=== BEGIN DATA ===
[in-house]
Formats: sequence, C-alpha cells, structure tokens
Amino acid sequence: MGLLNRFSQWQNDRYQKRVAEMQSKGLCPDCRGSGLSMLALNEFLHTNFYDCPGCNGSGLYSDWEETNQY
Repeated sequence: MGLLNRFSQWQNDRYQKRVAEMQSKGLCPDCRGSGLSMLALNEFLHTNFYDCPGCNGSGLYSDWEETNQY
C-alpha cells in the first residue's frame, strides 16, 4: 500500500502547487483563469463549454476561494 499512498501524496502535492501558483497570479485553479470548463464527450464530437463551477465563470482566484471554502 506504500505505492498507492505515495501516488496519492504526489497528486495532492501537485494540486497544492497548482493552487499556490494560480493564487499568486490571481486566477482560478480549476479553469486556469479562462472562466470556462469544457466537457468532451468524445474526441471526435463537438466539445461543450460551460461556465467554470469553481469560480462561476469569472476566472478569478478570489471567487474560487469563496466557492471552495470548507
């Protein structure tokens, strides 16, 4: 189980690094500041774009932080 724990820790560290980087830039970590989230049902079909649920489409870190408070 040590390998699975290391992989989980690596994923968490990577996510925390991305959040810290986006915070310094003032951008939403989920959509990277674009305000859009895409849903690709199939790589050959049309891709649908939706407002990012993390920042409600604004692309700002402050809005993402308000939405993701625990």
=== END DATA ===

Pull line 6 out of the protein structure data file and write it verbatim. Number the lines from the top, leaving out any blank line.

């Protein structure tokens, strides 16, 4: 189980690094500041774009932080 724990820790560290980087830039970590989230049902079909649920489409870190408070 040590390998699975290391992989989980690596994923968490990577996510925390991305959040810290986006915070310094003032951008939403989920959509990277674009305000859009895409849903690709199939790589050959049309891709649908939706407002990012993390920042409600604004692309700002402050809005993402308000939405993701625990």